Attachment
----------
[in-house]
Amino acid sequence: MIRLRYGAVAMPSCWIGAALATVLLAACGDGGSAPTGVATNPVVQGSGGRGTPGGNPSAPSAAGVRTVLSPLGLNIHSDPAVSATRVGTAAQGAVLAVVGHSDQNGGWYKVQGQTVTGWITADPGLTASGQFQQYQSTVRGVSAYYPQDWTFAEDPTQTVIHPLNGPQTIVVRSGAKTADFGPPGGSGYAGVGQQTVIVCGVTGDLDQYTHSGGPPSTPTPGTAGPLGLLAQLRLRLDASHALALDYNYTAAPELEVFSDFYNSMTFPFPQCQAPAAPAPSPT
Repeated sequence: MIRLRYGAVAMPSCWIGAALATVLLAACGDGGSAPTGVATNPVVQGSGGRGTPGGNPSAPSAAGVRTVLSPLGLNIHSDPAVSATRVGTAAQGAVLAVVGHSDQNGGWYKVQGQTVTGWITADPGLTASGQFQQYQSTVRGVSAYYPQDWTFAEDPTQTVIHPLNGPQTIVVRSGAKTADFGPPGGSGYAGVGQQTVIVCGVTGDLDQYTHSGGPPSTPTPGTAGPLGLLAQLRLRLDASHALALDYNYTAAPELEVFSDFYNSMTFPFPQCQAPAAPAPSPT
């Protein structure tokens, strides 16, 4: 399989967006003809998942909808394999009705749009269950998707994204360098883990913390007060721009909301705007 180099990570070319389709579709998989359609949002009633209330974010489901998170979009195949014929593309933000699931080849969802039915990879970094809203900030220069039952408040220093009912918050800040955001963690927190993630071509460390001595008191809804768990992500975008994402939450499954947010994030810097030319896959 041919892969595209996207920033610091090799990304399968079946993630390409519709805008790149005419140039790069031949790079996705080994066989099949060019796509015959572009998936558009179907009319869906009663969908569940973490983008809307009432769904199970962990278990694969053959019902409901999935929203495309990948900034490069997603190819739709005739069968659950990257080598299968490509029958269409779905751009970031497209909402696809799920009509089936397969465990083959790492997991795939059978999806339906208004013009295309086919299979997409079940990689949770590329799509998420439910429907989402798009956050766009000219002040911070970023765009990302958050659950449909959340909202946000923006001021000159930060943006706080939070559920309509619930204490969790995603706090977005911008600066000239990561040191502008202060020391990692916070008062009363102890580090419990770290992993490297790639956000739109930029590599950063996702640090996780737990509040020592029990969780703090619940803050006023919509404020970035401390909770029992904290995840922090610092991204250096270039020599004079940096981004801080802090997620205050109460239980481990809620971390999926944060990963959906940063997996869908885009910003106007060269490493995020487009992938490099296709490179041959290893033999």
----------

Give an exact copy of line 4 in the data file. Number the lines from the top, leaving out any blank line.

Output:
């Protein structure tokens, strides 16, 4: 399989967006003809998942909808394999009705749009269950998707994204360098883990913390007060721009909301705007 180099990570070319389709579709998989359609949002009633209330974010489901998170979009195949014929593309933000699931080849969802039915990879970094809203900030220069039952408040220093009912918050800040955001963690927190993630071509460390001595008191809804768990992500975008994402939450499954947010994030810097030319896959 041919892969595209996207920033610091090799990304399968079946993630390409519709805008790149005419140039790069031949790079996705080994066989099949060019796509015959572009998936558009179907009319869906009663969908569940973490983008809307009432769904199970962990278990694969053959019902409901999935929203495309990948900034490069997603190819739709005739069968659950990257080598299968490509029958269409779905751009970031497209909402696809799920009509089936397969465990083959790492997991795939059978999806339906208004013009295309086919299979997409079940990689949770590329799509998420439910429907989402798009956050766009000219002040911070970023765009990302958050659950449909959340909202946000923006001021000159930060943006706080939070559920309509619930204490969790995603706090977005911008600066000239990561040191502008202060020391990692916070008062009363102890580090419990770290992993490297790639956000739109930029590599950063996702640090996780737990509040020592029990969780703090619940803050006023919509404020970035401390909770029992904290995840922090610092991204250096270039020599004079940096981004801080802090997620205050109460239980481990809620971390999926944060990963959906940063997996869908885009910003106007060269490493995020487009992938490099296709490179041959290893033999």